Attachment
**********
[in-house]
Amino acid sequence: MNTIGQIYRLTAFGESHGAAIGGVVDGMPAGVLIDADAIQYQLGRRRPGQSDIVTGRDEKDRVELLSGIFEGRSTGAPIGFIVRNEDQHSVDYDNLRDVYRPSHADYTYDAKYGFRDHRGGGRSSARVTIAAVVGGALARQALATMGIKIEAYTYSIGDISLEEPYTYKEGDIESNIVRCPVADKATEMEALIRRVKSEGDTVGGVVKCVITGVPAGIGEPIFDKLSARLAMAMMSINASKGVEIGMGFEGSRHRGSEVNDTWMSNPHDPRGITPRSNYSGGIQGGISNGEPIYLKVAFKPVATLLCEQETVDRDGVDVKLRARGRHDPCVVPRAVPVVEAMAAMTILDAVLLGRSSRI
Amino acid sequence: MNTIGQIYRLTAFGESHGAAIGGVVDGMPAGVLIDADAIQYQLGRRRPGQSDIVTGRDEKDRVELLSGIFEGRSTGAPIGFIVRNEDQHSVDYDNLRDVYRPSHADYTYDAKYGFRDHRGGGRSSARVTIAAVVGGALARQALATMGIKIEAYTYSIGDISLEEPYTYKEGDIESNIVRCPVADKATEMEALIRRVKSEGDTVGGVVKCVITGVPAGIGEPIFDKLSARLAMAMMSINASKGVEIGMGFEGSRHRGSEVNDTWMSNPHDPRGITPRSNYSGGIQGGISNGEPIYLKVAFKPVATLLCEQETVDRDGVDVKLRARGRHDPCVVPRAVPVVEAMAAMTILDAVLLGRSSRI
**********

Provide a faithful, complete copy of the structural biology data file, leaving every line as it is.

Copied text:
[in-house]
Amino acid sequence: MNTIGQIYRLTAFGESHGAAIGGVVDGMPAGVLIDADAIQYQLGRRRPGQSDIVTGRDEKDRVELLSGIFEGRSTGAPIGFIVRNEDQHSVDYDNLRDVYRPSHADYTYDAKYGFRDHRGGGRSSARVTIAAVVGGALARQALATMGIKIEAYTYSIGDISLEEPYTYKEGDIESNIVRCPVADKATEMEALIRRVKSEGDTVGGVVKCVITGVPAGIGEPIFDKLSARLAMAMMSINASKGVEIGMGFEGSRHRGSEVNDTWMSNPHDPRGITPRSNYSGGIQGGISNGEPIYLKVAFKPVATLLCEQETVDRDGVDVKLRARGRHDPCVVPRAVPVVEAMAAMTILDAVLLGRSSRI
Amino acid sequence: MNTIGQIYRLTAFGESHGAAIGGVVDGMPAGVLIDADAIQYQLGRRRPGQSDIVTGRDEKDRVELLSGIFEGRSTGAPIGFIVRNEDQHSVDYDNLRDVYRPSHADYTYDAKYGFRDHRGGGRSSARVTIAAVVGGALARQALATMGIKIEAYTYSIGDISLEEPYTYKEGDIESNIVRCPVADKATEMEALIRRVKSEGDTVGGVVKCVITGVPAGIGEPIFDKLSARLAMAMMSINASKGVEIGMGFEGSRHRGSEVNDTWMSNPHDPRGITPRSNYSGGIQGGISNGEPIYLKVAFKPVATLLCEQETVDRDGVDVKLRARGRHDPCVVPRAVPVVEAMAAMTILDAVLLGRSSRI